Gish Jen has tapped her Chinese roots while writing novels like 1991’s “Typical American.” More recently she’s turned her attention to non-fiction explorations of cultural issues.

Arkansas lawmakers are considering a bill to ban books in public schools that were written by historian Howard Zinn.

The best-selling author is known for “A People’s History of the United States,” which was first published in 1980. Zinn’s critics call him a radical liberal.

Adam Kirby teaches social studies at Little Rock Central High School in Arkansas and uses Zinn’s lessons in his classroom. Here & Now’s Robin Young speaks with Kirby about the need to defend the author’s work.

Bruce Cannon Gibney writes that for decades the United States has been run by people who are deceitful, selfish, imprudent, remorseless and hostile — the baby boomers, a generation that Gibney defines as being born between 1940 and 1964.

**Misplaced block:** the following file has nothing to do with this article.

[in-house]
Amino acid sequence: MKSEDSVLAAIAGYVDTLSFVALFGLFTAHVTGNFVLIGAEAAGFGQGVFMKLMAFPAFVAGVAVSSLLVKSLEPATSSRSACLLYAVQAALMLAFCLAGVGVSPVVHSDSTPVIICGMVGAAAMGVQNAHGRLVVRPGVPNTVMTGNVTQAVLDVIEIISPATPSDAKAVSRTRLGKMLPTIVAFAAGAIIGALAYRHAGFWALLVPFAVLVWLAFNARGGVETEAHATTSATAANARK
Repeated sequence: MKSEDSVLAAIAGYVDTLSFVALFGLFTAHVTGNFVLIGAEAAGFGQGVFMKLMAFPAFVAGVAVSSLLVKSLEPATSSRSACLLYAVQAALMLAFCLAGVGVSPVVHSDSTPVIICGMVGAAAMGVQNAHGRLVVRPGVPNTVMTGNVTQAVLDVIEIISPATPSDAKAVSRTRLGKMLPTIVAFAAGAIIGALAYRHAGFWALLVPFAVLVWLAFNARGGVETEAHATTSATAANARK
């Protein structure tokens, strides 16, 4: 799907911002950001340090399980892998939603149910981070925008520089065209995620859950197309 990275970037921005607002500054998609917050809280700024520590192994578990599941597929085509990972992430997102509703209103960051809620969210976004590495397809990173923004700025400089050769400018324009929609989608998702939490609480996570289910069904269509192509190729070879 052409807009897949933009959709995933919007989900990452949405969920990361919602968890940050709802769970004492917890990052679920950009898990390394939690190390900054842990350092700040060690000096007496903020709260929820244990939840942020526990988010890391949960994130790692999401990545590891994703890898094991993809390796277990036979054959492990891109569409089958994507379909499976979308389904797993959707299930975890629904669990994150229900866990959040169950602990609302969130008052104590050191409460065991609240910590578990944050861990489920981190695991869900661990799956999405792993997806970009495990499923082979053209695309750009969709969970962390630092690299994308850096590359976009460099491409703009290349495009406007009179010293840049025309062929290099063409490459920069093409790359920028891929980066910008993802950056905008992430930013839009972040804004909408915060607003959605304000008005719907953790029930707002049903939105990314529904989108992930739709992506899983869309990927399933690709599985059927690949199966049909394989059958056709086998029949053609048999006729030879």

There are two new reports out Tuesday on race and wrongful convictions that show there were a record number of exonerations in 2016. They also found that innocent African Americans were more likely to be wrongfully convicted than whites, and that they spend more time in prison before exoneration than whites do.

WikiLeaks is releasing a new trove of classified materials. The group says the 8,000 leaked documents come from the Central Intelligence Agency and reveal information about the CIA’s computer hacking capabilities.

U.S. Steps Up Military Campaign In Yemen

Mar 6, 2017

Yemeni officials say al-Qaida militants killed at least 11 soldiers in their most recent attacks on government forces.

The U.S. has stepped up its air-strike campaign in Yemen in recent days as part of a sustained attack on al-Qaida in the Arabian Peninsula. An American ground raid there in late January targeted AQAP and resulted in the death of a Navy SEAL, along with militants and civilians.

Erik Weihenmayer in 2001 became the first blind person to reach the summit of Mount Everest. But he didn’t rest on his laurels.